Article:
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Mozilla Unveils New Geolocation Utility

October 8, 2008

Mozilla Labs introduced a new feature that will enable Web users to pinpoint nearby areas of interest based on their location.

For instance, if one was to travel to a new city and launch their Firefox browser in search of a restaurant recommendation, Geode “automatically deduces your location, and serves up some delicious suggestions a couple blocks away and plots directions there.”

The Geode project is an experimental add-on ahead of a full blown launch of geolocation technology in version 3.1 of Firefox.

Some users may be irked by the thought of being tracked by Geode’s services, so they will be given control over how much location information they reveal.

Geode’s technology borrows tools from a firm called Skyhook. Its so-called Loki system can determine location within seconds with an accuracy of about 10 to 20 meters.

“People have got to eat but there is a lot more to it than that,” said Mike Shaver, Mozilla’s vice president of engineering.

“We see location as adding an extra layer to help get people the information they need,” he said.

Geode provides an early implementation of so-called W3C Geolocation specification so that developers can begin experimenting with enabling location-aware experiences using Firefox 3 today.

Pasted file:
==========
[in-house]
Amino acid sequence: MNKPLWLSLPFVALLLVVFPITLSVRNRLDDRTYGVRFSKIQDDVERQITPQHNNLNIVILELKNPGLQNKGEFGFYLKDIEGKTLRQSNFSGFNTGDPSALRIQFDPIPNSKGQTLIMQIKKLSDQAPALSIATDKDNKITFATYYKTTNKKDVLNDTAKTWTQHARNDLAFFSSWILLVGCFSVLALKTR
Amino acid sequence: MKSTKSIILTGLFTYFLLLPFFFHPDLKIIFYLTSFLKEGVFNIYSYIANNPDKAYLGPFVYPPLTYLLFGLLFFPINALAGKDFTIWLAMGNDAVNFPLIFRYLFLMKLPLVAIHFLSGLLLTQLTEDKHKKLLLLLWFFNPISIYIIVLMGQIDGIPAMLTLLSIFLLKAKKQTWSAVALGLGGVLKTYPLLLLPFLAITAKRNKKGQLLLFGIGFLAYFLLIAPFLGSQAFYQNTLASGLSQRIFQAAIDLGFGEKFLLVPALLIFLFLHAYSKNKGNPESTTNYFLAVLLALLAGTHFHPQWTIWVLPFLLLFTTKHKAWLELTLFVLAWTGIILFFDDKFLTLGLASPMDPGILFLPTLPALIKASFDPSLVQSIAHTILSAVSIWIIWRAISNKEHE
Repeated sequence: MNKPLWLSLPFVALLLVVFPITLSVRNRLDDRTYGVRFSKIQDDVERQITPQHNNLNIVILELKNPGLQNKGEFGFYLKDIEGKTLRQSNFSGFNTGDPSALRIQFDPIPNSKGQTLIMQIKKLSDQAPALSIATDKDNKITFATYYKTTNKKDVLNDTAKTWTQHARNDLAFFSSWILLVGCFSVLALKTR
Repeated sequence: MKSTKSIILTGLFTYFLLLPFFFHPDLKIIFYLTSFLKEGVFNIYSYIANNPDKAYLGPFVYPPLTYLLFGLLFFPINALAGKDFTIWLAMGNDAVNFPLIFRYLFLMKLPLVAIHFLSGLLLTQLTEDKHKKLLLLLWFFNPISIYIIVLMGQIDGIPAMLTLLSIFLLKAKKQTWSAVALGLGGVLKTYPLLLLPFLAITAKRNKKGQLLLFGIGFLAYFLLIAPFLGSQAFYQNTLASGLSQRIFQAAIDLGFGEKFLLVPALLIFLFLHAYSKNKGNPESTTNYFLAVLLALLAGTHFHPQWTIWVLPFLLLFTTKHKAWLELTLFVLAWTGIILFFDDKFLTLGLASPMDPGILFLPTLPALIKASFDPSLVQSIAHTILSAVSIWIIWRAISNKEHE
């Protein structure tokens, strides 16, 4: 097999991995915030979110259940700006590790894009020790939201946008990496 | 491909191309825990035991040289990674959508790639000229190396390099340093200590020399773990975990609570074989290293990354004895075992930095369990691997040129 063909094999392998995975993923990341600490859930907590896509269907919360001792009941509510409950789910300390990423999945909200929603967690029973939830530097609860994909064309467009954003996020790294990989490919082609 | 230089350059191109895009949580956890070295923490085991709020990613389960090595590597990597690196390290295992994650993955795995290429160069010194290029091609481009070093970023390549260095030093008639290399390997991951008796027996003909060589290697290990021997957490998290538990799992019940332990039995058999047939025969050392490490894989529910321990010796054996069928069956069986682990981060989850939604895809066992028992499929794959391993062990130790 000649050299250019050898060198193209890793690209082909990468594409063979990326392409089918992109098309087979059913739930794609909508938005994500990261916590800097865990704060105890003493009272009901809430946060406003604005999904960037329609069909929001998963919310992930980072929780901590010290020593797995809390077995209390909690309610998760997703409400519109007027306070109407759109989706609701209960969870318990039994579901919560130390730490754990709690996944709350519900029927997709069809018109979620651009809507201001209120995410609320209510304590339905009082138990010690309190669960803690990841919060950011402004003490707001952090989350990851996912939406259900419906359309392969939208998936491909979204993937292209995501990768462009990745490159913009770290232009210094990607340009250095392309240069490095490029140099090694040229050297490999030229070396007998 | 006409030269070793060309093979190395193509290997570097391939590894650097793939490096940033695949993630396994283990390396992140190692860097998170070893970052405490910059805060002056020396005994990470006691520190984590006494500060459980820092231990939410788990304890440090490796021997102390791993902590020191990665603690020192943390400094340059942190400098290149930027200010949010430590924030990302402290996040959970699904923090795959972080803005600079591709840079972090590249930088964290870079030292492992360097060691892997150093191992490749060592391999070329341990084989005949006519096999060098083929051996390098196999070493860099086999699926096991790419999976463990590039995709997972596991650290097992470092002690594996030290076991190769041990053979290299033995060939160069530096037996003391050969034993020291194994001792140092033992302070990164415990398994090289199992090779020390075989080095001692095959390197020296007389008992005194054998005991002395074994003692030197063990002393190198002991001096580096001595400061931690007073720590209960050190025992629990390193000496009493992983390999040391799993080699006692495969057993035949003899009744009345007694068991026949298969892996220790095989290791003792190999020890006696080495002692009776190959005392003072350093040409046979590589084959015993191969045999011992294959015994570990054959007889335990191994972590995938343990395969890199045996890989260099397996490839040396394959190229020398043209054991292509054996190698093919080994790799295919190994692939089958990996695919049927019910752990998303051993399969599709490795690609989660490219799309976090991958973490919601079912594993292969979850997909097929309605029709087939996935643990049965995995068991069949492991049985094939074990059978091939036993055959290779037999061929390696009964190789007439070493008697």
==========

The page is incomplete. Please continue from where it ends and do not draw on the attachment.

Geode and the Geolocation Services in Firefox 3.1 will use the same W3C API for Geolocation, meaning that the same Javascript code will work in both. The still-in-development Firefox 3.1 version will allow the user to choose a geolocation service provider, which can either be a peripheral device like a GPS, or a web-based service provider as used in Geode, according to Mozilla Labs’ official blog.

Shaver expects even more from Geode, including the ability to provide users with detailed information of what others have done at particular points of interest.

Geode is strictly controlled by the user. When a website requests a location, a notification bar lets users decide whether to give their exact whereabouts, the neighborhood or city they are in or nothing at all.

Pownce, a social network that allows users to send photos, messages and music to friends, is already utilizing Geode’s features to paint a picture that helps discover nearby friends and activities.

Yahoo’s Fire Eagle, which aims to be the broker for a number of location-aware applications, will also use it.

Shaver acknowledges that, while content providers have long seen geolocation as an important tool, the views of users are yet to be tested.

“That’s one of the reasons why we want people to try out Geode. We want people to tell us about their experiences and we realize it could become irksome, for example if every website is asking you whether you want to reveal your location,” he said.

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